The West Virginia in Fallout 76 is really pretty, but to be honest, it isn’t a very big change in scenery from what we’ve seen in the previous games. However, a new trailer for a fan-made Fallout 4 mod takes the franchise to a much sunnier venue in a very impressive way: Miami.

The trailer for Fallout: Miami went up on July 24, and if you watched it and thought it was an official DLC or spin-off game, then I don’t blame you. It’s remarkably well done, mixing unique assets with some Fallout calling cards like the oldies song opening and a nod to Inon Zur’s iconic theme song. The camera pans through what appears to be a ravaged yet still lovely South Beach.

And part of why Fallout: Miami feels so much like a legit title is the mod team’s sharp understanding of the franchise’s aesthetic. The end of the world has come and passed, but life still endures. There are farmers cultivating orange orchards and traders hauling their brahmin down ruined streets flanked with palm trees. Vines burst forth from cracked concrete and forgotten walls, ironically making this mod a more authentic take of what a post-apocalyptic world would actually like compared to Fallout 4.

Fallout Miami vines
Ever since the nukes came, the search for a good Cuban sandwich has gotten a lot harder.
Fallout Miami brahmin trader
Trees! Wonderful, beautiful palm trees!

Of course, since Miami has never been featured in a Fallout game before, the mod makers were able to have a lot of fun with the setting. There are gatorclaws running about, no doubt a Floridian version of deathclaws. The feral ghouls on the beach are still comically sporting sunglasses, umbrella hats, and inflatable swimming rings.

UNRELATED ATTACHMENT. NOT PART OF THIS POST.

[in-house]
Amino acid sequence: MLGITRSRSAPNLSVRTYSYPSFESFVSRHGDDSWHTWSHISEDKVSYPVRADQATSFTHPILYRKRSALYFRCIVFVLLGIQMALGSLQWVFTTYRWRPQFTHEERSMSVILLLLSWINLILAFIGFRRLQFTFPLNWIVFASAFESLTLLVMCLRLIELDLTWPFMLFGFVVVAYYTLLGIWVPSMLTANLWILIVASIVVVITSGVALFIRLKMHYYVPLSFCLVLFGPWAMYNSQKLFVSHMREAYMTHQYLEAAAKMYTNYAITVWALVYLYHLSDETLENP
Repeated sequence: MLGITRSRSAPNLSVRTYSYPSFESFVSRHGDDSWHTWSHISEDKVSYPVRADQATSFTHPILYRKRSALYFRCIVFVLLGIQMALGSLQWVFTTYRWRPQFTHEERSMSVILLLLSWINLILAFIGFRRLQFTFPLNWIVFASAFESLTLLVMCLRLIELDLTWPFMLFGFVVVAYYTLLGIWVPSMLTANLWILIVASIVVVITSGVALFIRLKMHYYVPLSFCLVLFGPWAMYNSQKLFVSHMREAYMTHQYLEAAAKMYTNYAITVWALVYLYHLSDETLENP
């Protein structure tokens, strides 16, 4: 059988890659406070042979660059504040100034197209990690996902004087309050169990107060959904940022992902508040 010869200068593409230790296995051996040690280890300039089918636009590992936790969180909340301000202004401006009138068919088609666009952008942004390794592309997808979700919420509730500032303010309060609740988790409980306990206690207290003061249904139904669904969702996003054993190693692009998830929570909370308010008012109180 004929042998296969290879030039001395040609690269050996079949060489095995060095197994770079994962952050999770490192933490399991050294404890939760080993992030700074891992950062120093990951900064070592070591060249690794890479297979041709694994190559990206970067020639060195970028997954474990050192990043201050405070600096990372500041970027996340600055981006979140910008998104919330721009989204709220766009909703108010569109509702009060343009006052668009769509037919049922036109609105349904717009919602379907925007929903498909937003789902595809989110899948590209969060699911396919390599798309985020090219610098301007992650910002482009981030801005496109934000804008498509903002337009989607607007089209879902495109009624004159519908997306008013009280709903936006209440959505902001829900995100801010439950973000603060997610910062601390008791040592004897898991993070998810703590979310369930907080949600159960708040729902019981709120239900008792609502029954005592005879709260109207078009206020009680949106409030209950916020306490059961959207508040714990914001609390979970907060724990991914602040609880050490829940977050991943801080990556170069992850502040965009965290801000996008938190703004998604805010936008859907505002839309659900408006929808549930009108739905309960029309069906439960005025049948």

Fallout Miami
Can't tell if ghoul or retiree with REALLY bad sunburn.

Despite all this, it also remains quite faithful to existing lore. One of the scenes depicts a vault filled with dwellers hard at work building and repairing.

Fallout Miami Vault 53
Holy crap! A 'Fallout' game where people actually fix things and clean up after themselves!

Their jump suits reveal that they are citizens of Vault 53, which is actually mentioned in the Fallout Bible as an experiment vault designed to drive its inhabitants up the wall by having the equipment break down every few months.

Neat stuff! In terms of pure craft, this was an excellent trailer. It communicated a wide variety of settings, teased the existence of factions, showed the dangers the protagonist will face, and hinted at a big mystery that might involve the Enclave.

Fallout Miami has no release date yet and is still hiring new contributors to join its development team. We’ll be keeping a close eye on this one. It could be the campaign that #SavePlayer1 has been yearning for.